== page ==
“A move to an uncontested election format may streamline the election process, reduce member loss, and facilitate our commitment to diversity and broad member engagement, ensuring a vibrant and sustainable future for SGIM.”

Voluntary service and leadership within the Society of General Internal Medicine (SGIM) is our greatest strength and a critical function of our organization. Maintaining this volunteer pipeline necessitates an intentional strategy to ensure the future of the association. SGIM Council has been considering changes to the election format as one way to ensure a sustainable future. The question is, “Why change?”

This conversation began with the participation of our SGIM executive team (President, President-Elect, CEO, COO) in the inaugural Council of Medical Specialty Societies (CMSS) Governance & Leadership Excellence Across Medicine (GLEAM) Program. This program, designed to support the governance and leadership of medical specialty societies, brought together society leaders, and provided tools and connections to enhance organizational leadership. Sixty-two participants from 20 societies convened over a six-month period.

Surprisingly, GLEAM facilitators informed participants that the majority (> 60%) of high performing boards slate uncontested elections, moving away from competitive popular elections.1 My initial thoughts were skeptical—imagining uncontested elections would result in less transparency, fewer choices, and increased difficulty for some members to assume leadership roles. Even worse, in the current context where concerns about democracy are routinely discussed, how would this change be perceived by our SGIM members? In this column, I discuss the evolution of my thinking and new proposed recommendations from SGIM Council regarding our elections process.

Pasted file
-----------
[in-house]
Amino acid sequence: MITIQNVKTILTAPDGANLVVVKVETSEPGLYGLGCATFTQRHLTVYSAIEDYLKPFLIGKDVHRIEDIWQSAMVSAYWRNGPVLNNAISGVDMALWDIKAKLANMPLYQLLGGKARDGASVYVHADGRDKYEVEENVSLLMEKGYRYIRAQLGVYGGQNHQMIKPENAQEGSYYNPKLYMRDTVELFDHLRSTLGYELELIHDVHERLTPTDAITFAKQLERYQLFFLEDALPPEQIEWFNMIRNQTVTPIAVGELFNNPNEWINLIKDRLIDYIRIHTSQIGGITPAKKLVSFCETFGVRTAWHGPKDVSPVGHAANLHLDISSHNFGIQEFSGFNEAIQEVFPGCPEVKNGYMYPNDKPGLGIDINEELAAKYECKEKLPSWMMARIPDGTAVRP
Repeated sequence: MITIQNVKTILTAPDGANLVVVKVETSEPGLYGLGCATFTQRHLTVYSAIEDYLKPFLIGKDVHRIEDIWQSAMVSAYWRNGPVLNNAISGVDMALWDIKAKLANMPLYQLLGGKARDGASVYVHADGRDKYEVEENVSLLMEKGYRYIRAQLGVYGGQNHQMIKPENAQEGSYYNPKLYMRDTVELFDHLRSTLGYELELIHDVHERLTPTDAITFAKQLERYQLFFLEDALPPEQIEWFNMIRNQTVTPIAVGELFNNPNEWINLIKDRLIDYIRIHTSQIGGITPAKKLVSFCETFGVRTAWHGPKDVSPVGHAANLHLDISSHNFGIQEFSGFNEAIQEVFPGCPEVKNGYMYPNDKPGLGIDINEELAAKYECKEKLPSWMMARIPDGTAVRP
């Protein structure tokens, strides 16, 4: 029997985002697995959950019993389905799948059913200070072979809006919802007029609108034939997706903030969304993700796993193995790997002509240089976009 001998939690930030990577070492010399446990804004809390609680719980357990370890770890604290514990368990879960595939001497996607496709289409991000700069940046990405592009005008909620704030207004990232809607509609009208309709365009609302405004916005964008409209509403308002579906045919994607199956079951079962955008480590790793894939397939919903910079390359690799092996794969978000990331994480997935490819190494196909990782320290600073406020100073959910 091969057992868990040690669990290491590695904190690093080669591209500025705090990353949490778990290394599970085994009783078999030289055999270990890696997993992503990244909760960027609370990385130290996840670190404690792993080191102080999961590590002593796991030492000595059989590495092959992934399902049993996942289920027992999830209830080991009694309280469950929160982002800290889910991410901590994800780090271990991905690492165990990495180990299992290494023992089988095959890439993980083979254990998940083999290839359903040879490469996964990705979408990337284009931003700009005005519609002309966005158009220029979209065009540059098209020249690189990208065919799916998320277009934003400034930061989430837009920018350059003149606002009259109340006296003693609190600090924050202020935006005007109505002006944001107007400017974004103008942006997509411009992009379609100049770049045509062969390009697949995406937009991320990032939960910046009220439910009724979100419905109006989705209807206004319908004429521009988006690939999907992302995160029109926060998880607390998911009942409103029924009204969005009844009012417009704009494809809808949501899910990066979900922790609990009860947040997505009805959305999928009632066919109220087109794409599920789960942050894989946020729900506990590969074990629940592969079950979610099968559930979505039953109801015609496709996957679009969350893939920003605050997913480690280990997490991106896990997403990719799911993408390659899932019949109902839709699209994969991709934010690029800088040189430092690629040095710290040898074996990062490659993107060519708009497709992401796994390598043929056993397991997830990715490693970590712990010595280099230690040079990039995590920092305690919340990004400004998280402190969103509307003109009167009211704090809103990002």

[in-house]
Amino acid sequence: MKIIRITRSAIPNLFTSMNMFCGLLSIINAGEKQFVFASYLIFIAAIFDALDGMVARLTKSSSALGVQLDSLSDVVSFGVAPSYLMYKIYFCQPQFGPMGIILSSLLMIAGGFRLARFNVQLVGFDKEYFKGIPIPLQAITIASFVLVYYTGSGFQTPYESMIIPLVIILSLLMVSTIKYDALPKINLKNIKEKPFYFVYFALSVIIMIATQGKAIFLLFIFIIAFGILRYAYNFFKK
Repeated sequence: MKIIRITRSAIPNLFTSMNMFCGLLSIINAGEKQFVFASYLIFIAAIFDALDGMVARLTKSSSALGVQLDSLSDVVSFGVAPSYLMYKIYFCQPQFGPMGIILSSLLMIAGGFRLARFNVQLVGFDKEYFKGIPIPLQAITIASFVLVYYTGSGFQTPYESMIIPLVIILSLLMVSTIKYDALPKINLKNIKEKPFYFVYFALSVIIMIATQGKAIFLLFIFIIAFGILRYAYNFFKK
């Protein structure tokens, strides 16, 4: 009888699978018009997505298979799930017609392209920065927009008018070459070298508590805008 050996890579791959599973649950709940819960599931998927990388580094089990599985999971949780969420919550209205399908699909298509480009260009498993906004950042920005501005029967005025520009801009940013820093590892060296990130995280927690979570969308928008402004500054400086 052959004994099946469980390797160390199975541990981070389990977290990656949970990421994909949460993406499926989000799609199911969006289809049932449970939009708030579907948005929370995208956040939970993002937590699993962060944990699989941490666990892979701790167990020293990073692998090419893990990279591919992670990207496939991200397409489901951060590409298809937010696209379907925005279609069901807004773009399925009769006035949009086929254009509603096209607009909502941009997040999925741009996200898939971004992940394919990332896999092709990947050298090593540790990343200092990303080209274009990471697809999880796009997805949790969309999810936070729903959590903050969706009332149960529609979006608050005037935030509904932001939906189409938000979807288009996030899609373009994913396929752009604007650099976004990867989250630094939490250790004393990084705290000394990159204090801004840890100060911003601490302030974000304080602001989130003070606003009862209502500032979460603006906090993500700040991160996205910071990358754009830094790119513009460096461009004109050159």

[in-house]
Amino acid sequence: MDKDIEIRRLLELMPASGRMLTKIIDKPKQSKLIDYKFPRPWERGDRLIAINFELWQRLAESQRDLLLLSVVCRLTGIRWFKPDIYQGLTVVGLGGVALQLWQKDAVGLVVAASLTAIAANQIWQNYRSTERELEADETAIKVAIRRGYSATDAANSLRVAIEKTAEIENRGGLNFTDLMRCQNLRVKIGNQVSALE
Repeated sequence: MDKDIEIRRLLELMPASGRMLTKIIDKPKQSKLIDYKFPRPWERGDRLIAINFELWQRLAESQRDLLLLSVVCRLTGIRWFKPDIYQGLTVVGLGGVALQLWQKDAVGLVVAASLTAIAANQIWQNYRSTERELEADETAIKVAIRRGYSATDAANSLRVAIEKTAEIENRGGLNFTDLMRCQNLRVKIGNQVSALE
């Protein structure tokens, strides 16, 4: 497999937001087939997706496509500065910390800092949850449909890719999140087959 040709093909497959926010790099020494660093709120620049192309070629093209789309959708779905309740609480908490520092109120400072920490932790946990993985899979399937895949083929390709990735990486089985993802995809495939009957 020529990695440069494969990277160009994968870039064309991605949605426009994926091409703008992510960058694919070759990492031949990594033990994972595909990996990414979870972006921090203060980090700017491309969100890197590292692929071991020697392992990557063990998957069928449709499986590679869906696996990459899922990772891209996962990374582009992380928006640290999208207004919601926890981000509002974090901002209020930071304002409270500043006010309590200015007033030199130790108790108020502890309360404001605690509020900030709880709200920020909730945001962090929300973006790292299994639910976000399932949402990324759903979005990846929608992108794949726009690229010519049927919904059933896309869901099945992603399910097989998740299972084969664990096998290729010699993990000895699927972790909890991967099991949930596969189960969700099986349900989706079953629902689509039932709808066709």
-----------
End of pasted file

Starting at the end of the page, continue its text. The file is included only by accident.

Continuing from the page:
At the GLEAM conference, we were asked to consider several questions:

  • What are the pros and cons of popular elections?
  • What happens to those who lose a popular election?
  • What is the impact on that candidate?
  • If you were not familiar with any candidates, how would you know who to vote for?
  • How can you ensure the board is comprised of the necessary competencies, diversity, experience, and backgrounds to advance strategy?

The ensuing discussions with other medical society leaders across the country played a crucial role in reshaping my thinking. My first-time service on the SGIM nominations committee (a required role of the president-elect) provided additional insights that further informed my current belief that we should consider a change. Here’s why.

No one would lose.